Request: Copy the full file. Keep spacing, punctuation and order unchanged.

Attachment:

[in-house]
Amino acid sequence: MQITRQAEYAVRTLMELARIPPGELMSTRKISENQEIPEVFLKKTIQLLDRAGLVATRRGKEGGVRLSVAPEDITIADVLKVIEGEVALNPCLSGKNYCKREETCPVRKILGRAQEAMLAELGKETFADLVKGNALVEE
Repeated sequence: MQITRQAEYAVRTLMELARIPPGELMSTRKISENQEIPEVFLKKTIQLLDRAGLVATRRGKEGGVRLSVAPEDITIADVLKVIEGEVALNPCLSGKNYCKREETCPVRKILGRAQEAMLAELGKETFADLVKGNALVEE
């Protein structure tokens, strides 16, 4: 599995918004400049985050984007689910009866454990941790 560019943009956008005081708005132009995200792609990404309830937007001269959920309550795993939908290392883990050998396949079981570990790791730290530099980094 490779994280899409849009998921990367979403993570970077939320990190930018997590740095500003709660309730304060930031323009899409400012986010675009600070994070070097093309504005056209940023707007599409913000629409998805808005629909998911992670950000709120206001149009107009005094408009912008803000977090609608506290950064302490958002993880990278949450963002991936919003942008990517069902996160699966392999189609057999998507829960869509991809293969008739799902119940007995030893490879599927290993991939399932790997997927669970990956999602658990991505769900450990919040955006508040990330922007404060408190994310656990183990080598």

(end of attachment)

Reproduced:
[in-house]
Amino acid sequence: MQITRQAEYAVRTLMELARIPPGELMSTRKISENQEIPEVFLKKTIQLLDRAGLVATRRGKEGGVRLSVAPEDITIADVLKVIEGEVALNPCLSGKNYCKREETCPVRKILGRAQEAMLAELGKETFADLVKGNALVEE
Repeated sequence: MQITRQAEYAVRTLMELARIPPGELMSTRKISENQEIPEVFLKKTIQLLDRAGLVATRRGKEGGVRLSVAPEDITIADVLKVIEGEVALNPCLSGKNYCKREETCPVRKILGRAQEAMLAELGKETFADLVKGNALVEE
């Protein structure tokens, strides 16, 4: 599995918004400049985050984007689910009866454990941790 560019943009956008005081708005132009995200792609990404309830937007001269959920309550795993939908290392883990050998396949079981570990790791730290530099980094 490779994280899409849009998921990367979403993570970077939320990190930018997590740095500003709660309730304060930031323009899409400012986010675009600070994070070097093309504005056209940023707007599409913000629409998805808005629909998911992670950000709120206001149009107009005094408009912008803000977090609608506290950064302490958002993880990278949450963002991936919003942008990517069902996160699966392999189609057999998507829960869509991809293969008739799902119940007995030893490879599927290993991939399932790997997927669970990956999602658990991505769900450990919040955006508040990330922007404060408190994310656990183990080598």